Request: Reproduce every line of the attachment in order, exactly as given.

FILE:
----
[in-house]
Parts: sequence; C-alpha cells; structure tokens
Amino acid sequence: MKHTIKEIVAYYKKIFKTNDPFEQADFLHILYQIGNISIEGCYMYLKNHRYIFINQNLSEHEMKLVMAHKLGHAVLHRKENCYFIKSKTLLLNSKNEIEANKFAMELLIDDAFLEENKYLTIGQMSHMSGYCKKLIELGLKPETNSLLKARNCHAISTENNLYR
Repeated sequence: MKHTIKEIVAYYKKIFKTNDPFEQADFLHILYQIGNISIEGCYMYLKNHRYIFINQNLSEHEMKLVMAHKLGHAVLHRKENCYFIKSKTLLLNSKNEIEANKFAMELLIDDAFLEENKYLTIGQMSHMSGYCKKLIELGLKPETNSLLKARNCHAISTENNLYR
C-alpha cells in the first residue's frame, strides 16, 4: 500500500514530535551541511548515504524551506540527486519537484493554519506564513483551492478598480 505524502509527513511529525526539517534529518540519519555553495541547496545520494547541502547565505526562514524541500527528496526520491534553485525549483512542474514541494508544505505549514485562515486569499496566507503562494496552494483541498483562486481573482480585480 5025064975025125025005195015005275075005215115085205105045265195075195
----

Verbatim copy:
[in-house]
Parts: sequence; C-alpha cells; structure tokens
Amino acid sequence: MKHTIKEIVAYYKKIFKTNDPFEQADFLHILYQIGNISIEGCYMYLKNHRYIFINQNLSEHEMKLVMAHKLGHAVLHRKENCYFIKSKTLLLNSKNEIEANKFAMELLIDDAFLEENKYLTIGQMSHMSGYCKKLIELGLKPETNSLLKARNCHAISTENNLYR
Repeated sequence: MKHTIKEIVAYYKKIFKTNDPFEQADFLHILYQIGNISIEGCYMYLKNHRYIFINQNLSEHEMKLVMAHKLGHAVLHRKENCYFIKSKTLLLNSKNEIEANKFAMELLIDDAFLEENKYLTIGQMSHMSGYCKKLIELGLKPETNSLLKARNCHAISTENNLYR
C-alpha cells in the first residue's frame, strides 16, 4: 500500500514530535551541511548515504524551506540527486519537484493554519506564513483551492478598480 505524502509527513511529525526539517534529518540519519555553495541547496545520494547541502547565505526562514524541500527528496526520491534553485525549483512542474514541494508544505505549514485562515486569499496566507503562494496552494483541498483562486481573482480585480 5025064975025125025005195015005275075005215115085205105045265195075195